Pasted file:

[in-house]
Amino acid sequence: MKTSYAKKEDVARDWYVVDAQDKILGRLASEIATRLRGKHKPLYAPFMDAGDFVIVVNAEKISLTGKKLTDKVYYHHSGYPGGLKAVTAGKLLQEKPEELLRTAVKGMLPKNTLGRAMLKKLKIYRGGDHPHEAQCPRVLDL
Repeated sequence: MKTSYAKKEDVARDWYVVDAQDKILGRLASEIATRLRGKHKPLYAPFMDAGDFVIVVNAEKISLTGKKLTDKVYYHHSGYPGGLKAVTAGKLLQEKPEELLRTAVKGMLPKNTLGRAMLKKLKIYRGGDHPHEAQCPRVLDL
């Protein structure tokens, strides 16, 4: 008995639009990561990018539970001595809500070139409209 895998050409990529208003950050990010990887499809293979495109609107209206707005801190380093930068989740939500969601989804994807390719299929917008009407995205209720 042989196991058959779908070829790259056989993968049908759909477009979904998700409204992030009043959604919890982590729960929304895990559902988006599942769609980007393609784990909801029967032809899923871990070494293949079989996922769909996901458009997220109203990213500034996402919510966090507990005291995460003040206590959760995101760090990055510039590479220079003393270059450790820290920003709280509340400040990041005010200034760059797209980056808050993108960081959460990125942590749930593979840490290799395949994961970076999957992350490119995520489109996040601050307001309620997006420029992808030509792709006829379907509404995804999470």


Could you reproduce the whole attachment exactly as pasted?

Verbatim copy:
[in-house]
Amino acid sequence: MKTSYAKKEDVARDWYVVDAQDKILGRLASEIATRLRGKHKPLYAPFMDAGDFVIVVNAEKISLTGKKLTDKVYYHHSGYPGGLKAVTAGKLLQEKPEELLRTAVKGMLPKNTLGRAMLKKLKIYRGGDHPHEAQCPRVLDL
Repeated sequence: MKTSYAKKEDVARDWYVVDAQDKILGRLASEIATRLRGKHKPLYAPFMDAGDFVIVVNAEKISLTGKKLTDKVYYHHSGYPGGLKAVTAGKLLQEKPEELLRTAVKGMLPKNTLGRAMLKKLKIYRGGDHPHEAQCPRVLDL
């Protein structure tokens, strides 16, 4: 008995639009990561990018539970001595809500070139409209 895998050409990529208003950050990010990887499809293979495109609107209206707005801190380093930068989740939500969601989804994807390719299929917008009407995205209720 042989196991058959779908070829790259056989993968049908759909477009979904998700409204992030009043959604919890982590729960929304895990559902988006599942769609980007393609784990909801029967032809899923871990070494293949079989996922769909996901458009997220109203990213500034996402919510966090507990005291995460003040206590959760995101760090990055510039590479220079003393270059450790820290920003709280509340400040990041005010200034760059797209980056808050993108960081959460990125942590749930593979840490290799395949994961970076999957992350490119995520489109996040601050307001309620997006420029992808030509792709006829379907509404995804999470």